What role did First Data – one of the largest payments processors in the country – play? First Data employed Ko and First Pay Solutions as an ISO to sell its services and processed payments for the four operations mentioned in the complaint. Throughout its relationship with First Pay Solutions, First Data had what the industry calls “shadow underwriting,” which gave First Data access to information regarding First Pay Solutions merchants’ processing activities.
According to the FTC, by April 2012, First Data had already started to question the kind of accounts First Pay Solutions was opening. For the next several years, First Data and First Pay Solutions communicated about deceptive conduct and high chargeback rates, but never seemed to do much about them. How bad was the problem? Very. At one point, First Pay Solutions’ merchants accrued over 300,000 chargebacks in less than a year, totaling approximately 40% of First Data’s excessive chargeback violations for its entire wholesale merchant business.
The FTC says First Data continued to receive warnings and direct evidence that First Pay Solutions’ portfolio was permeated by fraud, and yet continued to allow Ko and his company to open merchant accounts with minimal oversight. Then in 2014, a Wells Fargo’s executive vice-president emailed the General Counsel of First Data’s parent corporation, asking this prescient question: “Why is First Data signing ISOs like [First Pay]? They are going to get First Data and Wells Fargo in trouble with the FTC and CFPB due to consumer deceptive practices . . . .” Toward the end of that year, Wells Fargo terminated its processing contract First Pay Solutions.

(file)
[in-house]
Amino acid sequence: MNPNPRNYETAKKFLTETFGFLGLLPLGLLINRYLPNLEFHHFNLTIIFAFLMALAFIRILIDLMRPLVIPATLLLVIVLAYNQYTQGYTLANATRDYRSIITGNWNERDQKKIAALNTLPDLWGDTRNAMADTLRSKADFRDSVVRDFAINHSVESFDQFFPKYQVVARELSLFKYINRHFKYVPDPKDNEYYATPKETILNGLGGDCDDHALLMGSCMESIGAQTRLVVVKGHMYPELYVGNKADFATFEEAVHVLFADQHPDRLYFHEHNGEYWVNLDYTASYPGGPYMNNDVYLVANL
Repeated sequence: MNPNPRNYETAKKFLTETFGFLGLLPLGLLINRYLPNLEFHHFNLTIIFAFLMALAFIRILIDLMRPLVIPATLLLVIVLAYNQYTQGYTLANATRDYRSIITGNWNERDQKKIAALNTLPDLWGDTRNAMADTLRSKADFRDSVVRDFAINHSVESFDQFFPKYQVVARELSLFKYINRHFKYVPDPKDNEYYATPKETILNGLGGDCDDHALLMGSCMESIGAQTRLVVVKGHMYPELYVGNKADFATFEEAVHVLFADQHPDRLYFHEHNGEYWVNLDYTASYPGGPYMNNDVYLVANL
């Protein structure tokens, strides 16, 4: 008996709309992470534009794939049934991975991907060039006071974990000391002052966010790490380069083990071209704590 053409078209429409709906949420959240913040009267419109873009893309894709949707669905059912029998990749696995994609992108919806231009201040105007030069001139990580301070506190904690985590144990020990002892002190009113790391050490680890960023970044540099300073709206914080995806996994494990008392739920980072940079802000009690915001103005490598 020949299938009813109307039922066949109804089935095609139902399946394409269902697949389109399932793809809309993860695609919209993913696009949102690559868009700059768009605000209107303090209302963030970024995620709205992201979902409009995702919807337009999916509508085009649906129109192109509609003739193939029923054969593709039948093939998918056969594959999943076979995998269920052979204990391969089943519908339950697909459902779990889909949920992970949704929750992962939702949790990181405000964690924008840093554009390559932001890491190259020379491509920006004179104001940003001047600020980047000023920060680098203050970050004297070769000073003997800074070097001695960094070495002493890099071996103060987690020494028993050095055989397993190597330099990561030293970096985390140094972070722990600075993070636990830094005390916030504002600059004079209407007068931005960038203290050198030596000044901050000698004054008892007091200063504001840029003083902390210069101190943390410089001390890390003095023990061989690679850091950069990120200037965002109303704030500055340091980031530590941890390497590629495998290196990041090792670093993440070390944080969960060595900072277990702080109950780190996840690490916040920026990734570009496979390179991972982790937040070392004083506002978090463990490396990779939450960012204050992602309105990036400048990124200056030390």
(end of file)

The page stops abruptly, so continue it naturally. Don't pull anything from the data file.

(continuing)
In addition, in December 2014, Visa banned First Pay Solutions from bringing high-risk merchants on board until a full audit could be performed. Visa also required First Data to pay $18.7 million restitution in connection with First Pay Solutions’ merchants. In April 2015, a forensic accounting firm found major failures in risk management practices, including deficient monitoring of merchant transactions and failures in due diligence by Ko and his company.